Dahlia fever is running wild through the gardening world and there’s no sign of it stopping anytime soon. If you have caught the dahlia bug, here are eight tips for growing bigger, better flowers this summer.
Know Your Tubers
Dahlias sprout from buds that were formed at the end of the prior growing season. These buds are located on at the base of the stem, just above where the tubers are attached.
The tubers themselves do not produce sprouts — they are food storage vessels that will help fuel the plant’s early growth. Dahlia tubers are sold in two ways: as single tubers with a bud attached, or as a clump with a stem and several tubers.
Timing is Key
If you are planting your dahlias directly into the garden, wait until the soil has warmed up to 60°F. Dahlias will not grow in cold soil and their foliage is sensitive to frost.
In northern areas, dahlia tubers can be planted indoors 4 to 6 weeks before the last frost date. Fill 1 or 2 gallon pots with moist growing mix and plant the tuber(s) with the stem or sprouts facing up. Cover with 2” of soil and put the pots in a warm place with good light. Water sparingly at first, then regularly once the plants are several inches tall. Transplant outdoors after danger of frost has passed.
Where and How to Plant
Dahlias bloom best when they’re grown in full sun and fertile, well-drained soil. Plant border dahlia tubers 15” apart from center to center; standard types are usually spaced about 18” from center to center.
Prepare the planting area by loosening the soil to a depth of 12”. Add compost and an all-purpose granular fertilizer and mix well. Dig a hole and plant the tubers, keeping the stem(s) or sprouts upright. The top of the tuber should be 3-4” below the soil surface. Backfill the hole with soil.
The Value of Pinching and Staking
When your dahlias are about 12” tall and have at least 4 pairs of leaves, pinch out/off the top of the main stem. This will stimulate lateral branching and give you a stockier plant with more stems and more flowers. For details, see HERE.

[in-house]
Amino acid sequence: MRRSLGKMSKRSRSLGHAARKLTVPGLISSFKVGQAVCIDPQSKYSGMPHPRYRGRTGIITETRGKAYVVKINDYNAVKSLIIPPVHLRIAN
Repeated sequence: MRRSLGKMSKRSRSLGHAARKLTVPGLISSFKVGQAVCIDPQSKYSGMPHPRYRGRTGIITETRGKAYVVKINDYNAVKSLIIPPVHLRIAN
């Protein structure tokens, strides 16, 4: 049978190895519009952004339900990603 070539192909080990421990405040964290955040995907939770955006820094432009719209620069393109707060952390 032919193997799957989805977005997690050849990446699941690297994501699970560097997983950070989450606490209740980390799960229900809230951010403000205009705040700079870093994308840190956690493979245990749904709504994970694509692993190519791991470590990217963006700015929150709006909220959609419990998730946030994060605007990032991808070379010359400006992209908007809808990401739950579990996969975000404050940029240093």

Border dahlias are self-supporting, but full size dahlias can grow as tall as 3 to 4 feet. Staking your plants or surrounding them with a metal cage will support the flower heads and help protect the stems from breaking. Read about staking options HERE.
Watering and Fertilizing
Dahlias grow best when they receive a consistent supply of water. Drip irrigation is ideal, as it directs moisture down to the root zone while keeping the foliage dry. Mulching around the base of the plants will also help to reduce moisture loss.
Dahlias are hungry plants, and they produce more flowers when they are well fed. Apply a granular all-purpose fertilizer at planting time and a liquid fertilizer once a month throughout the growing season.
Controlling Insects and Disease
To discourage disease, keep the foliage as dry as possible. Water deeply about once a week (depending on the weather and your climate) and let the top inch of soil dry out in between. Keep the area around the bottom of the plants clear. You can also clip off the bottom 12” of foliage to encourage good air circulation.
Slugs and snails are attracted to dahlia foliage and can munch down a young plant overnight . Sluggo pellets are an effective organic control when applied early and refreshed often. Earwigs are another annoying dahlia pest. They eat dahlia buds, flowers and foliage. When you’re deadheading or trimming back your plants, clean up the area and remove any spent flowers or foliage. This will give earwigs fewer places to hide and breed.
Dahlias are among the world’s best cut flowers and it takes just a few stems to make an impressive bouquet. Harvesting flowers is good for the plants and encourages them to continue flowering month after month. Spread the joy and delight your family and friends, neighbors and coworkers with the beauty of your homegrown dahlias.
Removing flowers that have passed their prime will keep your plants looking neat, encourage them to produce new buds and help control pests and disease. If you’re in a hurry, simply nip off the flower heads. Otherwise, use scissors or pruning shears and cut back to a main stem. This will stimulate new growth and longer stems that are better for cutting.
Ready to learn more about growing dahlias? You might be interested in reading All About Dahlias, How to Grow Border Dahlias and Types of Dahlias. To shop our full line of dahlias, which may be pre-ordered January-March for shipping April and May, click HERE.